Two weeks ago, I saw Sum 41, Yellowcard, Reel Big Fish and Less Than Jake at Warped Tour and it blew my effing mind.
That's not a journal entry from a diary I kept in 2007, by the way. That's an actual recap of my activities.
I went to Warped Tour in 2016 as a 27-year-old man with a job and insurance, not as an angsty teen who swore to his parents he finished his algebra homework minutes before leaving the house for public transportation. It's an actual thing I really really really did.
The irony here is this is the first time I ever actually ended up going to Warped Tour. I grew up fairly religious, and Warped always somehow ended up stopping in my area during the Sabbath, so I never got a chance to see it live when I actually listened to the music.
I mean, I do honestly listen to Sum 41 at the gym still nowadays (“Fat Lip” is the best song of all time and “Chuck” as a whole album was as important to me in high school as “The White Album” was to society whenever that album came out).
Aside from that, though, I can't tell you the last time I've heard anything from Yellow Card or debated whether Simple Plan was too soft to be punk. Half the bands I saw on the roster I didn't even think were together anymore, and the other half I haven't thought of since Barack Obama was a senator.
But when I was offered the chance to go, I obviously had to accept.
Receiving an email inviting me to attend as press was the oddest mixture of excitement and curiosity one could possibly throw together.
It felt like being handed a bag of gold doubloons in the street by a dude in a top hat. Sure, you're GOING to accept that bag o' doubloons, but you're also going to wonder the whole time on your way home what the hell just happened and who evens uses doubloons anymore.
And that was my main question: Who goes to Warped Tour in 2016?
The festival was on a Friday deep in south Jersey, over three hours away from the city, and featured bands that were big when MySpace was all of our homepages on Internet Explorer.
Wouldn't everyone who Warped is relevant to have work or grad school or something more pressing to be at?
By all trains of logic, I assumed a festival featuring late '00s punk, rock and SKA music on a Friday afternoon should basically amount to an empty parking lot with a bunch of confused roadies and bored merch booth workers just mulling around.
When I showed up the BB&T Pavilion in Camden, I realized I couldn't have been more wrong.
Warped Tour is still VERY much a thing and, for reasons I still don't really understand, its fans have stayed the same age since 1996.
That's the thing about Warped Tour's audiences: I get older and they stay the same age. Alright, Alright, Alright.
…OK, I meant that in the least creepy way possible. You get it.
Warped Tour is like a weird, loud time capsule but with more backpack sweat.
Think about who went to this music festival back in high school. Now imagine them with smartphones and you essentially have the audience of Warped Tour nowadays. It's the exact same group of people, just instead of being born in the late '80s, they probably weren't old enough to remember 9/11.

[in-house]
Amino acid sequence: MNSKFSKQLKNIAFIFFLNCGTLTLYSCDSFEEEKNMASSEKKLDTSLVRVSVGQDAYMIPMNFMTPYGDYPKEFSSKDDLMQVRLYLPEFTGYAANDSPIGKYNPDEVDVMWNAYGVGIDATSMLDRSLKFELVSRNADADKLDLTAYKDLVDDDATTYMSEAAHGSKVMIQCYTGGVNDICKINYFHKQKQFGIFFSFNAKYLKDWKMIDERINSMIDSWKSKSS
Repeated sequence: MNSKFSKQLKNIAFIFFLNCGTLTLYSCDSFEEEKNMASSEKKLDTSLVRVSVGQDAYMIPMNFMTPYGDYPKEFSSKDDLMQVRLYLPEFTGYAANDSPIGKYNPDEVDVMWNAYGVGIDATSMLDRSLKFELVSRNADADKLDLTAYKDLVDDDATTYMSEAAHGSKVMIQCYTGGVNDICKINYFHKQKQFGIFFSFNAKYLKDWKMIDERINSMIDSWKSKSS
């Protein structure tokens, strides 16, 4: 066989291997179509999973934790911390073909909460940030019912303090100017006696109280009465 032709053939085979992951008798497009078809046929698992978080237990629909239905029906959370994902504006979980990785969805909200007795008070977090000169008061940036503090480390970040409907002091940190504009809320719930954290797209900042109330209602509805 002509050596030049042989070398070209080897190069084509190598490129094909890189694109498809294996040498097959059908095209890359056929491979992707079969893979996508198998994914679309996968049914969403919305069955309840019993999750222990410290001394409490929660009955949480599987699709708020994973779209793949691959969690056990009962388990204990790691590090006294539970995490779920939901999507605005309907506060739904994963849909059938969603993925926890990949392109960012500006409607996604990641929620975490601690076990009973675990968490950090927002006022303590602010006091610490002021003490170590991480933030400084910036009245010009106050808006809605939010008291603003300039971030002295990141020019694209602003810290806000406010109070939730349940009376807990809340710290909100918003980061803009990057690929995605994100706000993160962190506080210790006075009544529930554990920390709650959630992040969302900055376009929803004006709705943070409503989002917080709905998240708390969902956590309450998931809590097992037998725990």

The fact they are into the exact same stuff I was into when I was that age is a total mind-fuck.
I don't even mean they are into the same style of stuff I was into, I mean they are literally enjoying the exact same stuff I used to listen to. I went to a set by Mayday Parade on the Journey's Left Foot stage and couldn't get into the standing area because there were too many teens moshing.
MAYDAY PARADE! IN 2016! I BARELY knew about Mayday Parade back when they were relevant during the mid-to-late '00s. How the HELL did these kids find out about Mayday Parade? It makes no sense, but they are massive fans and know all the words to "Jamie All Over." Go figure.
There's something really cool about all this. Seeing a significantly younger generation of punks lose their shit when Reel Big Fish played that opening guitar riff to “Beer” was an out of body experience.
An hour later, I was in the bathroom after watching Less Than Jake perform and heard two dudes saying how it wasn't an exaggeration to argue Yellowcard was more culturally important than Marilyn Manson because they had a violinist. This is a conversation I've had at least 50 times back in high school and college.
McConaughey was right. Time is a flat circle.
There was even a special tent just for parents with air conditioning.
I'm convinced Warped Tour will live forever.
What it lacks in flair and topical celebrity support, like the fashion scene at Coachella or Kanye at Gov Ball, it more than makes up for in grungy resilience. You're not just watching bands perform, you're watching a movement continue to thrive in the underbellies of society. A community that has found strength within itself.
The people who attend Warped Tour aren't the all-American quarterbacks, cheerleading captains and student council leaders of their schools.
Warped tour is full of outsiders who scribble Green Day lyrics on the inside of their composition notebooks because Green Day is the only group of people who speak to them, both figuratively and literally.
That was the main theme of the festival. It's a place for people who feel like outsiders to meet up with other outsiders and enjoy the same thing.
Repeatedly, bands had mental health advocacy groups speak before their sets to let festival-goers know there were experts in tents around the venue if anyone wanted emotional help or just needed someone to talk to. Warped Tour is a support system and it never leaves a person behind.
As long as outcasts exist, Warped Tour will exist and at its core, that is why it rocks.
That and Sum 41. Sum 41 still effing rocks.